The pushy parents' bible
A schools guide for the ambitious middle classes leaves Kenny Frederick unsure whether to laugh or scream
I am not likely to enthuse about this book. My school is not one of the 800 independent and state schools included, and I am committed to the comprehensive ideal. The editors are good enough to point out that if a school is not included in the guide, this does not necessarily mean it is not a good school. I feel better already. Meanwhile, I recommend it as essential reading for anybody involved or interested in the white paper debate.
The argument about schools selecting pupils by ability, aptitude, religion and more especially by social class could not be illustrated more starkly.
This guide is written by and for middle-class, ambitious, socially mobile parents. Its function is to advise parents how to find the best school for their child, but it does little to consider the welfare of anyone else's.
The Good Schools Guide was founded in 1985 by two mothers looking for schools for their children. They visited hundreds of schools and wrote up their experiences; the first edition sold out in a week. However, many schools were greatly offended and banned the editors from their premises, only to find that they appeared in future editions anyway on the basis of the reports and opinions of parents and neighbours. The editors (there is now a team of more than 50) state that their judgments are independent and that they view schools from a parent's point of view. They include schools on the basis of what parents say about them and define "good schools" as those that are good for the children and parents that they serve, which they recognise is not a matter of academic results alone. This still leaves a lot of room for interpretation.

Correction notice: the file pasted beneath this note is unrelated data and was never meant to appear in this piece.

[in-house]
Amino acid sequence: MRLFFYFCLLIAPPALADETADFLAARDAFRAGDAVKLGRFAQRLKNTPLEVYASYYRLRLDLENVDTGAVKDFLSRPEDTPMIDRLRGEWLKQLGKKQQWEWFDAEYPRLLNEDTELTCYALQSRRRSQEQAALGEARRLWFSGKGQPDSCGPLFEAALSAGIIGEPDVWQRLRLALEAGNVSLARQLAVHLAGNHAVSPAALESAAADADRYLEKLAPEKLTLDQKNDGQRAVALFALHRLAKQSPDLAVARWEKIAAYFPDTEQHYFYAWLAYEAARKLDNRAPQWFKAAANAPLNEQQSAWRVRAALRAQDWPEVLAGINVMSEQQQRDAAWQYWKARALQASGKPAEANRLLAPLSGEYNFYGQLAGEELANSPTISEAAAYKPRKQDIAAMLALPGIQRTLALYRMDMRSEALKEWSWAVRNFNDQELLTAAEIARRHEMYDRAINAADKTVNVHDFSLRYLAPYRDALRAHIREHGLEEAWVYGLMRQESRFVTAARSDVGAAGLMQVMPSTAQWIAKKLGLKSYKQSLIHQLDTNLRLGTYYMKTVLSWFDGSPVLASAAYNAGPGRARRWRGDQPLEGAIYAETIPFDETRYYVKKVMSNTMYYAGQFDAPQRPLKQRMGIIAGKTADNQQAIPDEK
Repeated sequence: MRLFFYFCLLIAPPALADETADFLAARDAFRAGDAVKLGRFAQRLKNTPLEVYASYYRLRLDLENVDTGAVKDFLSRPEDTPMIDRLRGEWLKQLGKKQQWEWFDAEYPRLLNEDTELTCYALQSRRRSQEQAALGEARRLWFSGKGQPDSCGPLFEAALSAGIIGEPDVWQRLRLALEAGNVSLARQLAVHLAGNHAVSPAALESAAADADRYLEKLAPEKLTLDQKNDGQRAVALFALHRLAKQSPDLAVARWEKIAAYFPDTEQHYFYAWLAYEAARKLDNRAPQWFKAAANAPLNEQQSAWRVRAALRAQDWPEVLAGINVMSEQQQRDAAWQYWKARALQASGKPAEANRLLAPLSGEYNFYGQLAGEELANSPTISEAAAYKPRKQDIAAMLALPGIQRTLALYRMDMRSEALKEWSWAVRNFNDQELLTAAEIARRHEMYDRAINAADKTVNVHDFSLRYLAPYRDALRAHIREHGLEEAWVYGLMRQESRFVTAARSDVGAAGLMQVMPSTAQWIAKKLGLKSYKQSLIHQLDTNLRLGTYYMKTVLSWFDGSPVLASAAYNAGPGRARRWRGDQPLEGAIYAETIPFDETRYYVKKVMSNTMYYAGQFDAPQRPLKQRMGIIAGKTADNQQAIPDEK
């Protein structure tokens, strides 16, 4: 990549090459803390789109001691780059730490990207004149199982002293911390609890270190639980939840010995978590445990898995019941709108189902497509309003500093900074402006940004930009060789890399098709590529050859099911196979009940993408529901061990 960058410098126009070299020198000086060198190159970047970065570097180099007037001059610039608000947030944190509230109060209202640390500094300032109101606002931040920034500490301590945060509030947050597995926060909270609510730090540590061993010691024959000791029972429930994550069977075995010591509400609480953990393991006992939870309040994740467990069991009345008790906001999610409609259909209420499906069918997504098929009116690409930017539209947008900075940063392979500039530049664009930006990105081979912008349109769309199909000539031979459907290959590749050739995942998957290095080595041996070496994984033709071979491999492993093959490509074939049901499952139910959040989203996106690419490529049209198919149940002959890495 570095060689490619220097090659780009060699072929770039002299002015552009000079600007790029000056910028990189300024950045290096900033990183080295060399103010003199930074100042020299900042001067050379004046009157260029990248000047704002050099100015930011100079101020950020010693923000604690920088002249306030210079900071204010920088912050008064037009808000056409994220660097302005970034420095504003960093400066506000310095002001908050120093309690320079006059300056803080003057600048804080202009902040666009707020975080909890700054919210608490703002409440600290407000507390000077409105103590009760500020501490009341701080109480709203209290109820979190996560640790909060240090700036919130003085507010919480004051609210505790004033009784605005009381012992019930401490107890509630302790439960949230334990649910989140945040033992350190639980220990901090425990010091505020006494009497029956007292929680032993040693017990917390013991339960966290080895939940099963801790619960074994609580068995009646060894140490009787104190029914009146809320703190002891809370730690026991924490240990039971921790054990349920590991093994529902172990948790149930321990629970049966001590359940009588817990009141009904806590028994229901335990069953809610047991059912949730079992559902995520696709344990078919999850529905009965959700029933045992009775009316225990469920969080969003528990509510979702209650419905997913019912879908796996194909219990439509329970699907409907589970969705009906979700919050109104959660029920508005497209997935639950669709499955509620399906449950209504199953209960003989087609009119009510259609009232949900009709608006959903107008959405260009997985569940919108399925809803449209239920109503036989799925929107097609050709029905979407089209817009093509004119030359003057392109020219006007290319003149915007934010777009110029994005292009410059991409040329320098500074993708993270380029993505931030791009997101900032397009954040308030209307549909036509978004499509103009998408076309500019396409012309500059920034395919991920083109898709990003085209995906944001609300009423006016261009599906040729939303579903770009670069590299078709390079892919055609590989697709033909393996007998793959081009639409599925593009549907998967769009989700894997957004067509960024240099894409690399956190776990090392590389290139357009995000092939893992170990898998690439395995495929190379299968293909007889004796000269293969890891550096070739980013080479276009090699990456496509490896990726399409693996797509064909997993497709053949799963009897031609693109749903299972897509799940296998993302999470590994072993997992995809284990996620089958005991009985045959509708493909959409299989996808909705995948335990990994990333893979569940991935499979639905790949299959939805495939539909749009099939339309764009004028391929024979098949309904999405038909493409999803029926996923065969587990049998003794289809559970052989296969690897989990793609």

It soon becomes apparent that this book is about state versus private education. Parents buying this book will be those who are considering going private if they don't get their child into one of the "better" state schools. They are warned that they will need approximately pound;100,000-plus to educate privately from nursery to university. The lengthy introduction includes statements that I found offensive. Parents are advised to find out: "Who are the pupils and where do they come from, both geographically and socially? How many Brits and, in particular, how many non-Brits whose first language is not English? Too many of the latter can grind teaching to a halt." The notion that pupils with English as a second language are academically less able and need huge amounts of support is simply not true.
For me, the heart of the book lies in another controversial question: "Do you like the look of the parents, and are you happy for your children to mix with theirs?" Middle-class parents don't want their children mixing with working-class children. If this is not about social exclusion I don't know what is.